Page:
Infections caused by Gram-positive pathogens, including Clostridium difficile, are a leading cause of mortality. Three species?methicillin-resistant Staphylococcus aureus (MRSA), Streptococcus pneumoniae and vancomycin-resistant enterococcus (VRE)?are responsible annually for at least 84% of deaths due to antibiotic- resistant infections. C. difficile is the most common and costly healthcare-associated infection with an estimated 29,000 deaths annually. Only one new antibiotic, fidaxomicin, has been approved in the last 30 years for treatment of C. difficile infection and recurrence rates are still high for infections involving hypervirulent strains. There is a desperate need for new drugs with improved efficacy. Unlike the costly and time-consuming process of de novo drug discovery, drug repurposing is a novel method to reduce the time, cost and risk associated with drug innovation. Studies proposed in this application focus on repurposing one non-antimicrobial approved drug, auranofin, and one clinical molecule, ebselen. These two agents possess potent antibacterial activity, in a low nano molar concentration achievable at a clinical range, against multidrug-resistant pathogens, including MRSA, VRE, and C. difficile. We have demonstrated (in vitro and in vivo) that both drugs are superior to drugs of choice and are capable of 1) killing intracellular and persistent MRSA, 2) disrupting adherent staphylococcal biofilms, 3) suppressing key virulence factors including toxin production, 4) reducing excessive host-inflammatory responses associated with these toxins, 5) significantly reducing both the bacterial load and levels of the pro- inflammatory cytokines in MRSA skin lesions, and 6) enhancing wound healing. Both drugs have additional advantageous qualities against C. difficile including; a) potent activity achievable in a clinical range, b) inhibiting toxin production, c) neutralizing C. difficile toxins by inhibiting the cysteine protease domain, d) inhibiting spore formation, e) inhibiting IL-8 release and protecting cells from effect of toxins, f) preventing intestinal colonization of VRE, and were g) superior to drugs of choice in in vitro testing. The fact that auranofin has been granted orphan-drug status from the FDA for treatment of intestinal amebiasis, and is currently in a Phase II clinical trial for treatment of intestinal giardiasis, further validates our approach. Our overall goal in this application is to further validate auranofin and ebselen as potential treatments for superficial, systemic and intestinal infections caused by multidrug-resistant bacterial pathogensand C. difficile. Our findings in MRSA, VRE and C. difficile will be broadly relevant to other pathogens and may offer a safe, effective, and quick supplement to current approaches for treating bacterial infections.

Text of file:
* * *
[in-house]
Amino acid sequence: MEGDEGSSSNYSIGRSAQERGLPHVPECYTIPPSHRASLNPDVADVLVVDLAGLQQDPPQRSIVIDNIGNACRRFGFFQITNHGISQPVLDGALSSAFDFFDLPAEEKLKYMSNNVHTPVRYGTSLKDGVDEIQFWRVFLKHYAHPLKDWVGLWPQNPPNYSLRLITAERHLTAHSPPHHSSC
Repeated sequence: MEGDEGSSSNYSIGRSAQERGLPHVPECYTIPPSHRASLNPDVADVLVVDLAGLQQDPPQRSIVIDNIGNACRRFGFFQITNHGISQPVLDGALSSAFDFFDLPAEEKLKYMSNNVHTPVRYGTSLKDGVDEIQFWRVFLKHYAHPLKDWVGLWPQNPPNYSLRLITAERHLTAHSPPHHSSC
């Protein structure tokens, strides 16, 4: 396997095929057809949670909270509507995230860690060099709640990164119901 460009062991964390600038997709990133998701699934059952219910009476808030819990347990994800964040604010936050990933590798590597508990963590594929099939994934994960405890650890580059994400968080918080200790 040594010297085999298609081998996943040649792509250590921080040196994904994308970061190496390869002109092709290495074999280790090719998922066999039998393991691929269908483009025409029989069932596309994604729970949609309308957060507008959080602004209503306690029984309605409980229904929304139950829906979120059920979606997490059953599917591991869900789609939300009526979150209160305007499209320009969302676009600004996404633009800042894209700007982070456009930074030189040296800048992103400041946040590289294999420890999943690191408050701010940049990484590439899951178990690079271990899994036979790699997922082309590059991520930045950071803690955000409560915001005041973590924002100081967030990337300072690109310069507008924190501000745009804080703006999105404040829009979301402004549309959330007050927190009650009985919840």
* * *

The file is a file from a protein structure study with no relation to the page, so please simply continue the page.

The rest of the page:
Drug-resistance bacterial infections have become a serious threat to the global public health due to the dearth of effective antimicrobials. There is no doubt that there is a critical unmet need for a novel antibacterial agent to treat these infections. The proposed research is expected to have a significant positive impact on human health by validating non-antimicrobial FDA approved drugs as antimicrobial agents, which may lead to the development of a new class of antimicrobial drug that can be used to treat infections caused by highly resistant pathogens.
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